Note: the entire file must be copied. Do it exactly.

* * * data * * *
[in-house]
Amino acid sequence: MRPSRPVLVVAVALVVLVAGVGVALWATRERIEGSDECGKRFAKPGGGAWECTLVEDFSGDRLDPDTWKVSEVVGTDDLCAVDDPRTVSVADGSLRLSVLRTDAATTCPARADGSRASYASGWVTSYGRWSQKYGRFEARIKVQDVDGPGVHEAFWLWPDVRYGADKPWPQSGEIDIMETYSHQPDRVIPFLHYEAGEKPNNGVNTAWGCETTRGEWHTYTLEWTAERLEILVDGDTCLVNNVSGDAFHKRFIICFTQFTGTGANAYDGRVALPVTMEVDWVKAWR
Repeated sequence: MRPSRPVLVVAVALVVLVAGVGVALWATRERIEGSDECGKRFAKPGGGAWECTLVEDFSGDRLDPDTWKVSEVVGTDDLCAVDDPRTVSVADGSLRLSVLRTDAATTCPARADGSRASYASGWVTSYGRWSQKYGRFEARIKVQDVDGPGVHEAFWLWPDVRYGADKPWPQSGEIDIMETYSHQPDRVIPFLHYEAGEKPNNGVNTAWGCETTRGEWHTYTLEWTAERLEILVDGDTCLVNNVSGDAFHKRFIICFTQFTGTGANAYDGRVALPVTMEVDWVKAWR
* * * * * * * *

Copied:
[in-house]
Amino acid sequence: MRPSRPVLVVAVALVVLVAGVGVALWATRERIEGSDECGKRFAKPGGGAWECTLVEDFSGDRLDPDTWKVSEVVGTDDLCAVDDPRTVSVADGSLRLSVLRTDAATTCPARADGSRASYASGWVTSYGRWSQKYGRFEARIKVQDVDGPGVHEAFWLWPDVRYGADKPWPQSGEIDIMETYSHQPDRVIPFLHYEAGEKPNNGVNTAWGCETTRGEWHTYTLEWTAERLEILVDGDTCLVNNVSGDAFHKRFIICFTQFTGTGANAYDGRVALPVTMEVDWVKAWR
Repeated sequence: MRPSRPVLVVAVALVVLVAGVGVALWATRERIEGSDECGKRFAKPGGGAWECTLVEDFSGDRLDPDTWKVSEVVGTDDLCAVDDPRTVSVADGSLRLSVLRTDAATTCPARADGSRASYASGWVTSYGRWSQKYGRFEARIKVQDVDGPGVHEAFWLWPDVRYGADKPWPQSGEIDIMETYSHQPDRVIPFLHYEAGEKPNNGVNTAWGCETTRGEWHTYTLEWTAERLEILVDGDTCLVNNVSGDAFHKRFIICFTQFTGTGANAYDGRVALPVTMEVDWVKAWR